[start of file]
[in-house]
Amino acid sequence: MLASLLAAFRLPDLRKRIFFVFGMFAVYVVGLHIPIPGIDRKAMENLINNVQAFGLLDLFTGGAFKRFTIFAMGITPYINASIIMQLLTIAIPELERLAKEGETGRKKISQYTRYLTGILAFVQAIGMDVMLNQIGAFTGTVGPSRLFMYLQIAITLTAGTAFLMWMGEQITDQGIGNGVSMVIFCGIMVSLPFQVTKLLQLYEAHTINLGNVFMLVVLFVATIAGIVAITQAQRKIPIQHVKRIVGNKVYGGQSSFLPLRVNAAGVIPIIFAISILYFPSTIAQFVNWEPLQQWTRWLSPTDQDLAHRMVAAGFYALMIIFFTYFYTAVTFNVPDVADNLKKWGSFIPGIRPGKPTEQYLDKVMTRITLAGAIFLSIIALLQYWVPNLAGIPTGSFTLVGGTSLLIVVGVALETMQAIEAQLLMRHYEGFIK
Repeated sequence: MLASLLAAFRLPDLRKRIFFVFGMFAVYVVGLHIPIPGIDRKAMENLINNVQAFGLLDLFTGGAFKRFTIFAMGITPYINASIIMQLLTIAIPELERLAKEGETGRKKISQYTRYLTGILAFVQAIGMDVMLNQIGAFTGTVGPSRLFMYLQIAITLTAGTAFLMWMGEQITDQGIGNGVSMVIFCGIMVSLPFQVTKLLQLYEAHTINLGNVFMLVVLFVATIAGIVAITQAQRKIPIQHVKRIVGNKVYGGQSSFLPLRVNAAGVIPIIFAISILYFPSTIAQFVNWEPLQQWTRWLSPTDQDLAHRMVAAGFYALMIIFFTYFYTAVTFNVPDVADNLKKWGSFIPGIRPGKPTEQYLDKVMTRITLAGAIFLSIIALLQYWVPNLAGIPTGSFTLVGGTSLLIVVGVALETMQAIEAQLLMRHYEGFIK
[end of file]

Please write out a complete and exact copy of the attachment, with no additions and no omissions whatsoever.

[in-house]
Amino acid sequence: MLASLLAAFRLPDLRKRIFFVFGMFAVYVVGLHIPIPGIDRKAMENLINNVQAFGLLDLFTGGAFKRFTIFAMGITPYINASIIMQLLTIAIPELERLAKEGETGRKKISQYTRYLTGILAFVQAIGMDVMLNQIGAFTGTVGPSRLFMYLQIAITLTAGTAFLMWMGEQITDQGIGNGVSMVIFCGIMVSLPFQVTKLLQLYEAHTINLGNVFMLVVLFVATIAGIVAITQAQRKIPIQHVKRIVGNKVYGGQSSFLPLRVNAAGVIPIIFAISILYFPSTIAQFVNWEPLQQWTRWLSPTDQDLAHRMVAAGFYALMIIFFTYFYTAVTFNVPDVADNLKKWGSFIPGIRPGKPTEQYLDKVMTRITLAGAIFLSIIALLQYWVPNLAGIPTGSFTLVGGTSLLIVVGVALETMQAIEAQLLMRHYEGFIK
Repeated sequence: MLASLLAAFRLPDLRKRIFFVFGMFAVYVVGLHIPIPGIDRKAMENLINNVQAFGLLDLFTGGAFKRFTIFAMGITPYINASIIMQLLTIAIPELERLAKEGETGRKKISQYTRYLTGILAFVQAIGMDVMLNQIGAFTGTVGPSRLFMYLQIAITLTAGTAFLMWMGEQITDQGIGNGVSMVIFCGIMVSLPFQVTKLLQLYEAHTINLGNVFMLVVLFVATIAGIVAITQAQRKIPIQHVKRIVGNKVYGGQSSFLPLRVNAAGVIPIIFAISILYFPSTIAQFVNWEPLQQWTRWLSPTDQDLAHRMVAAGFYALMIIFFTYFYTAVTFNVPDVADNLKKWGSFIPGIRPGKPTEQYLDKVMTRITLAGAIFLSIIALLQYWVPNLAGIPTGSFTLVGGTSLLIVVGVALETMQAIEAQLLMRHYEGFIK